Towards the end, another book was mentioned which sent me down another avenue. Football history is a vast area because the sport has been a cultural juggernaut for over a century, particularly in Britain for the working class masses.
The romance of looking back at top level football of a decade or two ago is amplified and distorted when you leap back several decades. Old images of those insanely packed out stands, all the period details, how the kits and footballs themselves evolved, as well as the grounds and the people.
Arthur Hopcraft’s The Football Man: People & Passions In Soccer was first published in 1968, a time when George Best was in his prime for Manchester United and players were beginning to enjoy more of a celebrity lifestyle thanks to maximum wage abolishment.
It offers a precious insight into how football developed in the middle of last century. The contrast with today’s scientific, analytics and technology-heavy game and virtually identical all-seater stadia couldn’t be starker. Attitudes and characters of people closely involved in the game are explored in great detail. You can’t help but wonder what those interviewed – Nat Lofthouse, Sir Alf Ramsey, Stanley Matthews – would make of the game as it is now.
The book prompted me to search on Youtube for footage of football from the period and earlier. British Pathé’s YouTube channel has a mesmerising trove of historical archives, FA Cup finals dating back to the 1930s, and some even earlier. I lost hours in there.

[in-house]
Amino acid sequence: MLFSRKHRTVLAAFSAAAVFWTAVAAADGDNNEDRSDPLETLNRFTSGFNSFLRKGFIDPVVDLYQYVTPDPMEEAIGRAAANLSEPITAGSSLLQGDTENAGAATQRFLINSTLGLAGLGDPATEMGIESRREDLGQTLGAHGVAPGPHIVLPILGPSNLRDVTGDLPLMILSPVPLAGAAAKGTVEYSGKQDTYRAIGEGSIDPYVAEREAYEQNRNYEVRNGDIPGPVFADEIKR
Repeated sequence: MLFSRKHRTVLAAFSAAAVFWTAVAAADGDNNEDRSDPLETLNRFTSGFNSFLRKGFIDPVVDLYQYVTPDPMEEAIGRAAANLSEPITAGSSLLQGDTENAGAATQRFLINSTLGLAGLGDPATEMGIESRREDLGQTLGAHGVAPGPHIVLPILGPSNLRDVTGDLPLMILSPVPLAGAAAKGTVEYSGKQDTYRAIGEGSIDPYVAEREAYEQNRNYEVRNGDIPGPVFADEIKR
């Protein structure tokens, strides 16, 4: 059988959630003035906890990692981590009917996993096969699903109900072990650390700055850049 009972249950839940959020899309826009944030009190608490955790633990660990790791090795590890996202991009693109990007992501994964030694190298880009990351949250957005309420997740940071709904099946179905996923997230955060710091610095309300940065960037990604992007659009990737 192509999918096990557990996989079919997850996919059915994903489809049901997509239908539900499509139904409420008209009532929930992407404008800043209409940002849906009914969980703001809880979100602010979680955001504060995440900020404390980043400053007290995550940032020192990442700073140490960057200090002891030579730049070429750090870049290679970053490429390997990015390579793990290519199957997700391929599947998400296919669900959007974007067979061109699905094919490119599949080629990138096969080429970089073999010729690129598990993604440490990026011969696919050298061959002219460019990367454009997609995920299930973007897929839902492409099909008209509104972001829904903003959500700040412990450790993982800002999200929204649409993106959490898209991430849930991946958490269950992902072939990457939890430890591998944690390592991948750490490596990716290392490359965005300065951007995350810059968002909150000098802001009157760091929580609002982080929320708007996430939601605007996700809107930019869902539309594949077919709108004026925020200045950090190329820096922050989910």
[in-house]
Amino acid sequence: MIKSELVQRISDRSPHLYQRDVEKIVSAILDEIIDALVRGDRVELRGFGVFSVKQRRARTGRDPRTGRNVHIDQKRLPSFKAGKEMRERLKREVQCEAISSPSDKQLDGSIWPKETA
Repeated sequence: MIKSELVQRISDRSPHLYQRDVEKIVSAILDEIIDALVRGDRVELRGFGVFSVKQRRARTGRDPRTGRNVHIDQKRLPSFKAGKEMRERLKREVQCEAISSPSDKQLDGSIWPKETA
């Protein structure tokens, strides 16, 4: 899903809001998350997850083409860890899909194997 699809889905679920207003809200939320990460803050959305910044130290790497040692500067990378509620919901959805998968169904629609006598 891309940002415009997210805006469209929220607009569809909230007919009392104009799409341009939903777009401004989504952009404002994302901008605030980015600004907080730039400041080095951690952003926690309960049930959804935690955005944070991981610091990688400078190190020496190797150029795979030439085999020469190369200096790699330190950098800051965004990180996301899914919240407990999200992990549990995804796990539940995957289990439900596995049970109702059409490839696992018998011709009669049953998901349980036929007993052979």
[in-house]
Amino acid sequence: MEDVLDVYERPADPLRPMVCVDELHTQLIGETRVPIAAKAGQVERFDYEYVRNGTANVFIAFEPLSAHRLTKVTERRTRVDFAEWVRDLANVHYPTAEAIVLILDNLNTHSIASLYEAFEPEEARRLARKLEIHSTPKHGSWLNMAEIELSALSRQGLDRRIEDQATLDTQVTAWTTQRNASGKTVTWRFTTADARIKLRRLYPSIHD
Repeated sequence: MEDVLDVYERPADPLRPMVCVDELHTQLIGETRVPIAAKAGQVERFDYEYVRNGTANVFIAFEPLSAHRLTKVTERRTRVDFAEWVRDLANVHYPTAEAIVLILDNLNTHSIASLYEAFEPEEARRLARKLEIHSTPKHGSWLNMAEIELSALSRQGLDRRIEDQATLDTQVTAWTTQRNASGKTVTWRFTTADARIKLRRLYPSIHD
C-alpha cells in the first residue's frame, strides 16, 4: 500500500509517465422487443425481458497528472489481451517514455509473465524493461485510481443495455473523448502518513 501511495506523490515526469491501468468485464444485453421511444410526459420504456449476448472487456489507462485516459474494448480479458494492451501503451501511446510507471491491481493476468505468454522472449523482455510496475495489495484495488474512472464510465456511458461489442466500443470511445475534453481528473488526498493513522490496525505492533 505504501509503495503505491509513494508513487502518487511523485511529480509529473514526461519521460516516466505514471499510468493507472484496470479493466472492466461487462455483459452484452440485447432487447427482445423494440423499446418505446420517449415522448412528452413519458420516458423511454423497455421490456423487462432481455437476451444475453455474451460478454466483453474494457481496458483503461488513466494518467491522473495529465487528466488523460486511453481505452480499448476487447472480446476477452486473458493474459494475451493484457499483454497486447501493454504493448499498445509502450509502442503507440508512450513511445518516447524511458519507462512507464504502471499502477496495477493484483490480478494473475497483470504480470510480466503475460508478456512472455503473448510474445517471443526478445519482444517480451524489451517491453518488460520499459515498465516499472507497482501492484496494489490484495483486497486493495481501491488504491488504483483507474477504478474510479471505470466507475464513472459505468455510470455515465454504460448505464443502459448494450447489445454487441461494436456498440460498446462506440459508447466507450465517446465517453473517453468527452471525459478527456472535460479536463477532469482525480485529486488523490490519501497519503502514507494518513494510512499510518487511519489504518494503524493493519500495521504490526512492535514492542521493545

Hopcraft’s book discusses how fans’ chants were connected to their working class trades, referees being told to “use your lamp!” – a miner’s reference to short-sightedness.
In the video footage you can chart the visible evolution, oceans of mandatory flat caps and handkerchief waving, slowly replaced by rattles, flags and replica shirts, the crescendo of sponsorship and commercialisation, but scarves always remaining the staple item of merchandise.
There are infinite questions – cultural as well as sporting. The 1980s’ stadium disasters of Hillsborough and Heysel which ushered in all-seater stadiums: what exactly happened around that time? Had supporters slowly changed, was violence and hooliganism at its peak? Was there greater civil and political unrest amongst working classes around that time, which manifested itself into something altogether bigger and nastier?
We can probably only speculate and argue, rather than definitively explain and agree.
These summer months of 2015 have nudged me down avenues I may not have explored otherwise. It’s a positive reminder that breaks and holidays are generally for the good, serving to renew appetites that could have become jaded, serving to show you why you love what you love, how you don’t know what you’ve got til it’s gone.
Now a new term is finally dawning, the ridiculous soap opera is beginning anew and the history books can be put aside. Welcome back, football. I missed you.